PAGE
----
Plenty of street furniture is also planned to be placed all along the promenade. Each set of street furniture will be designed to reflect the character of its given area, though all seem to have a certain "natural" feel, being built with wood panelling and accompanied by planted trees.
Also included in the green strategy is an initiative to add more green to Mount Royal itself. The City of Montreal aims to add more native tree species on the mountain while respecting the existing ecosystem.
The Promenade's Technological Twists
Several technological innovations are to be fixtures of the Promenade Fleuve-Montagne, all of which will aid everyone in Montreal, no matter if they're taking the river-mountain walk or not.
To begin on the promenade, with plans to be launched throughout Montreal, are new pedestrian info signs. The signs will utilize an innovative system that will offer routes for folks to take, point out nearby attractions, and provide public transit info. Some will even have touch screens.
An app may also be developed to compliment the information offered on the new pedestrian info signs. Another app is possibly on the docket, described as a "virtual walk" that will be a sort of augmented reality adventure for those traversing the promenade. Neither have been confirmed.
Obviously the info signs and potential apps have a tourist-focus, but here's a digital aspect of the Promenade Fleuve-Montagne plan that will definitely benefit those actually living in Montreal: a free wireless network.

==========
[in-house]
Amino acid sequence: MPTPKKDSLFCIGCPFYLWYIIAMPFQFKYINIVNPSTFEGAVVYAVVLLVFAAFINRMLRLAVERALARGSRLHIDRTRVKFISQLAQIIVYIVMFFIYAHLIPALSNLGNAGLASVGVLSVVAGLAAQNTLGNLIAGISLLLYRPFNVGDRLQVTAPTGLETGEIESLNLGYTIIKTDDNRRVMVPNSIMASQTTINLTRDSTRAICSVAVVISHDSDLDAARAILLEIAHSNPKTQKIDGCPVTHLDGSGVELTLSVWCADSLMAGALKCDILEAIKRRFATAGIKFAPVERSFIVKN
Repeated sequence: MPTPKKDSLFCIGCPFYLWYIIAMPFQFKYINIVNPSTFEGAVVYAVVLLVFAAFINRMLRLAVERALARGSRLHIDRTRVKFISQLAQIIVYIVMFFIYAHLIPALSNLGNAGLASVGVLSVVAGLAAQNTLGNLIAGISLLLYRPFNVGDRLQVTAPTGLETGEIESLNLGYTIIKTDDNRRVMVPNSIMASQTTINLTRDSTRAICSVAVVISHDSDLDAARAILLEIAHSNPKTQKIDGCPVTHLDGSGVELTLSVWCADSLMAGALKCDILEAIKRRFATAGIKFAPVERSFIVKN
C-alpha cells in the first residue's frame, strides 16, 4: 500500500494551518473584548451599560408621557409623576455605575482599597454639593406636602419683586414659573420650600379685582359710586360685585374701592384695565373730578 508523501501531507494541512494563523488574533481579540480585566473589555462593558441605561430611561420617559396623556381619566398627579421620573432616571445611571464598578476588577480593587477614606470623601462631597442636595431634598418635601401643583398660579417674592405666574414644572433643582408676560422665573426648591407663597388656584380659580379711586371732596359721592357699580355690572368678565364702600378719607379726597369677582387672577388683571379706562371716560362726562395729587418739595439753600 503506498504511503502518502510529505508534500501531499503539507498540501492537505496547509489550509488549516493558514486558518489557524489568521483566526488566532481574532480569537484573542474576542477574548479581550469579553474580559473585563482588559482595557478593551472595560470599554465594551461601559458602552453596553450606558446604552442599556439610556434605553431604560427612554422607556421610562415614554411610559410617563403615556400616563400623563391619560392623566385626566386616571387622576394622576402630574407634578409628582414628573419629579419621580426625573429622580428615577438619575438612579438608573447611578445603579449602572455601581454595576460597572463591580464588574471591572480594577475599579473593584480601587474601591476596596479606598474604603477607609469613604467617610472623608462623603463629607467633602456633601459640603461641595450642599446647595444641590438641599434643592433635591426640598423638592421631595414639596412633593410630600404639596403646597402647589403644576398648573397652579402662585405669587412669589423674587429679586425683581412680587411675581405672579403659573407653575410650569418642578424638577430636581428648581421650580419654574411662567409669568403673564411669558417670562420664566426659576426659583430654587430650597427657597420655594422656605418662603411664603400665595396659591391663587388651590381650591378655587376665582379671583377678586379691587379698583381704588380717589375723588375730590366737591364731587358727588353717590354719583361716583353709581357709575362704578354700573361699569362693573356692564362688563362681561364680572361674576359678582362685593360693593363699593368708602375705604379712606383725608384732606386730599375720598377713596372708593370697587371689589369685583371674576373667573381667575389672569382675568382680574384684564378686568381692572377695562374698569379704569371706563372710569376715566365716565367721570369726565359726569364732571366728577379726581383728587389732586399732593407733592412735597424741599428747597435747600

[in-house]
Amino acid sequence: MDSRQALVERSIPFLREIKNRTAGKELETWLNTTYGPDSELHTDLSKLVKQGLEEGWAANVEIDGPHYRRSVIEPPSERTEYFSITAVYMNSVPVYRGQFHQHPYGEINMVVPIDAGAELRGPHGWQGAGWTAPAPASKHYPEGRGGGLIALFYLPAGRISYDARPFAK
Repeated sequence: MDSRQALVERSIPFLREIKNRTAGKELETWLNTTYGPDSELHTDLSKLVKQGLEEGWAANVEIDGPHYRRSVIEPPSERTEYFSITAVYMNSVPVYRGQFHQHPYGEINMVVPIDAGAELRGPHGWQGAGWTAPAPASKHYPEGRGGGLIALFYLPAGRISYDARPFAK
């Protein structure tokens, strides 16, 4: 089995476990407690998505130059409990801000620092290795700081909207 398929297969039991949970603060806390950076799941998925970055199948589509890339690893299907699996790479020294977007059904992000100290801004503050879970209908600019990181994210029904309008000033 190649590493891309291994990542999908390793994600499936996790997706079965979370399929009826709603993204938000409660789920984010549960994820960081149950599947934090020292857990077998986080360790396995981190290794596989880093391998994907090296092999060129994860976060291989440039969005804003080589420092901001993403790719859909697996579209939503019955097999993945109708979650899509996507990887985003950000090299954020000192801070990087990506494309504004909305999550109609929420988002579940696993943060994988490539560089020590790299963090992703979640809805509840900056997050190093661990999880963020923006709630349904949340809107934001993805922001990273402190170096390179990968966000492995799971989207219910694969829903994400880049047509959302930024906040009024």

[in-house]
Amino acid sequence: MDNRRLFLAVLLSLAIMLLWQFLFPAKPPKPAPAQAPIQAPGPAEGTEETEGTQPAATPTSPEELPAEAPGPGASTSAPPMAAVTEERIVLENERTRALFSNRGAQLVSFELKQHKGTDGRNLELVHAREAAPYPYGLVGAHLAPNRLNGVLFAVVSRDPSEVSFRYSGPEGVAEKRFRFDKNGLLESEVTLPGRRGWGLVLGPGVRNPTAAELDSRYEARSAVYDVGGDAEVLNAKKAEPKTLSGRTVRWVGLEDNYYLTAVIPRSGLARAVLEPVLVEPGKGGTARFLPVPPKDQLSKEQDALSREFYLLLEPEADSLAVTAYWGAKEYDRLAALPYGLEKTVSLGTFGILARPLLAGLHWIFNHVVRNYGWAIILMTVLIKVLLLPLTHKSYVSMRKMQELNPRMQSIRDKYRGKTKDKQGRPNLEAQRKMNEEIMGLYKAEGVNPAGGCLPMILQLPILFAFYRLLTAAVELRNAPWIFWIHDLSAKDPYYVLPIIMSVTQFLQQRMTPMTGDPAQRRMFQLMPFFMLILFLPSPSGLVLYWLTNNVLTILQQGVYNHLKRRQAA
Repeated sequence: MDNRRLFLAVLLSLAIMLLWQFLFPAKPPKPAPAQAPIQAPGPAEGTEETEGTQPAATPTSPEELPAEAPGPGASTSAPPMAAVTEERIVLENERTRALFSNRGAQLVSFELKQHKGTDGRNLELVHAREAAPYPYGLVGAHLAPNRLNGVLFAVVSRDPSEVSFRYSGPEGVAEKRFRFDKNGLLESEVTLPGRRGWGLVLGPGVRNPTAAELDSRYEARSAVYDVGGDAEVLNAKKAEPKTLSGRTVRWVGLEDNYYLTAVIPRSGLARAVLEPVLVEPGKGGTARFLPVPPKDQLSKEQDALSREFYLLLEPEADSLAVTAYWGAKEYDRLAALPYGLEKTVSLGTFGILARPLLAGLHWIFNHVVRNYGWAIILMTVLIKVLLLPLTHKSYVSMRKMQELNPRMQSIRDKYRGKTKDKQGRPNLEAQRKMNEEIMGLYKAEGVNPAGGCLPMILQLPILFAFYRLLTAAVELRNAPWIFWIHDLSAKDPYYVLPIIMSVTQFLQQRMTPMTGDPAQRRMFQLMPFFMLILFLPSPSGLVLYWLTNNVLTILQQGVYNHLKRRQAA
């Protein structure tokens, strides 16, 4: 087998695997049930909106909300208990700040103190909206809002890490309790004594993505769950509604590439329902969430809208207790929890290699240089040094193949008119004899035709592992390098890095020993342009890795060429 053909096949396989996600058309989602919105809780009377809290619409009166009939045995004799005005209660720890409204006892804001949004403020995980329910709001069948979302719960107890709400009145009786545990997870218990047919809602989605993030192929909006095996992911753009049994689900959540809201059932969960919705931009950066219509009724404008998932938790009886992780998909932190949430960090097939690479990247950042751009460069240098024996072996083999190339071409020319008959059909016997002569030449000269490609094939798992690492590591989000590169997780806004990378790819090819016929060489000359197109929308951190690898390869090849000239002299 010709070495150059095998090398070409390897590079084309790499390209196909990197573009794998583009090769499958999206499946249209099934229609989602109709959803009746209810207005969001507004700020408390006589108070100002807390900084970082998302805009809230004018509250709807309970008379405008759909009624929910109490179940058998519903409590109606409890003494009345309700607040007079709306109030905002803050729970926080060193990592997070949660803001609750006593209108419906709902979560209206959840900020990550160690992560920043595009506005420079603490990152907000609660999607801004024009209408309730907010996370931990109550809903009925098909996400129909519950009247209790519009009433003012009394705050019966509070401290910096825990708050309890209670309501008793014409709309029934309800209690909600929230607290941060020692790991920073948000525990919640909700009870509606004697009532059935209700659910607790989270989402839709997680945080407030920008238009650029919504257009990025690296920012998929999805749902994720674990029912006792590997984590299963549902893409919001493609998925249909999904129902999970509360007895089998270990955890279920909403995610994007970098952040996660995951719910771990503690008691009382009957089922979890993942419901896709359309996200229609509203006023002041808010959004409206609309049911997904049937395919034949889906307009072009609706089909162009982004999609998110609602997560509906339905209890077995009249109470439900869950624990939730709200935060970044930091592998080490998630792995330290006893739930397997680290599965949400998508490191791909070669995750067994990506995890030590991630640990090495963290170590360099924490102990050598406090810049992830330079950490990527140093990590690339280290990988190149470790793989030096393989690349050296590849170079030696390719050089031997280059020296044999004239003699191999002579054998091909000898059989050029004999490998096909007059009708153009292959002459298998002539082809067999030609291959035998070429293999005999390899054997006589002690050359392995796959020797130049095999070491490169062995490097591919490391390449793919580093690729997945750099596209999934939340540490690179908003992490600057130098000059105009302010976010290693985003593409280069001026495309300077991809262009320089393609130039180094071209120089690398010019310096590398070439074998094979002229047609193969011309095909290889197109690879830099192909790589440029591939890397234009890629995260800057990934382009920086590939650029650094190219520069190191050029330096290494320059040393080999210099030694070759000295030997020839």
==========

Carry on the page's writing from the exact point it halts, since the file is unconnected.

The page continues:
From the start of the walk to the end, a WiFi network will be in place that will allow everyone to use the 'net on their phone free of charge. Those walking the path could use the WiFi to interact with various installations, but the rest of us will simply have the boon of free internet in large chunks of the city.
When To Expect Construction
If there's one downside to a large city-spanning project like the Promenade Fleuve-Montagne is the months of construction it will take to get everything done.
Somewhat fortunately, only certain stretches of the pathway will need large overhauls, with others requiring some "mild" revamping.
Just so you know what streets to avoid and when, here's a rundown of when the city will be building the various sections of the promenade/where you'll be seeing plenty of orange cones:
- Winter 2016: Construction work will start on the water system on Dr. Penfield.
- Spring 2016: Redevelopment of des Pins and McTavish will begin. Viger and McGill streets will be modified to become more pedestrian-friendly. A public space on the west side of Place D'Youville will be built.
- 2017: Work will begin on McGill College and Beaver Hall at unspecified times. Sainte Catherine street and Saint Philips Square will be revamped in early May.
It's kind of odd that the city will be waiting until May 2017 to get started on St. Cats and Saint Philips Square, since that's supposed to be the promenade's completion date. Maybe those last two sections will require little work, or the project will just be delayed. Only time will tell.
Either way, we're seriously looking forward to Promenade Fleuve-Montagne. 2017 can't arrive fast enough.
*All photos courtesy of Ville de Montreal